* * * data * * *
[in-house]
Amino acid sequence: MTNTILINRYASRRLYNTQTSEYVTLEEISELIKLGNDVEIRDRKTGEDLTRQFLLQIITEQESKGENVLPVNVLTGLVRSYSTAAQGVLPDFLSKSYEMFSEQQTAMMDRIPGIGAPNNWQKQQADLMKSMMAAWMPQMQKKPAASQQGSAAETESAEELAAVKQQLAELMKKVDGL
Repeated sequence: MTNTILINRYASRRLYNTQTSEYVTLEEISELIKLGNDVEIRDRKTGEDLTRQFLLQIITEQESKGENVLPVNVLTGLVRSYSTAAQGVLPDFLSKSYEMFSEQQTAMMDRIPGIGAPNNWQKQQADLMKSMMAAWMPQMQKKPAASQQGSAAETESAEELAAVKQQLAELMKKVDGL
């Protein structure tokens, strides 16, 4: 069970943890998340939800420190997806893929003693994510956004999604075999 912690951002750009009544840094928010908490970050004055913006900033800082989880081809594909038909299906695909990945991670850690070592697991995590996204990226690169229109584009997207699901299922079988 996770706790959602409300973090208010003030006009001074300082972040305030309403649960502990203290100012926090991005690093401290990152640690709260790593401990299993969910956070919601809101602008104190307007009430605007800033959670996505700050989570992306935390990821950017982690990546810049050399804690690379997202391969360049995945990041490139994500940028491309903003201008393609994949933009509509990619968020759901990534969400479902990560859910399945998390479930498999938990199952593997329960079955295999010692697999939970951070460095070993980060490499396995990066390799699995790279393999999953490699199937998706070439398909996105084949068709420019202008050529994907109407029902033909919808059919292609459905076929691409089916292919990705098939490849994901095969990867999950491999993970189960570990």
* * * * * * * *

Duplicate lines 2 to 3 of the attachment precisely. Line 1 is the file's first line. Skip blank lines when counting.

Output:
Amino acid sequence: MTNTILINRYASRRLYNTQTSEYVTLEEISELIKLGNDVEIRDRKTGEDLTRQFLLQIITEQESKGENVLPVNVLTGLVRSYSTAAQGVLPDFLSKSYEMFSEQQTAMMDRIPGIGAPNNWQKQQADLMKSMMAAWMPQMQKKPAASQQGSAAETESAEELAAVKQQLAELMKKVDGL
Repeated sequence: MTNTILINRYASRRLYNTQTSEYVTLEEISELIKLGNDVEIRDRKTGEDLTRQFLLQIITEQESKGENVLPVNVLTGLVRSYSTAAQGVLPDFLSKSYEMFSEQQTAMMDRIPGIGAPNNWQKQQADLMKSMMAAWMPQMQKKPAASQQGSAAETESAEELAAVKQQLAELMKKVDGL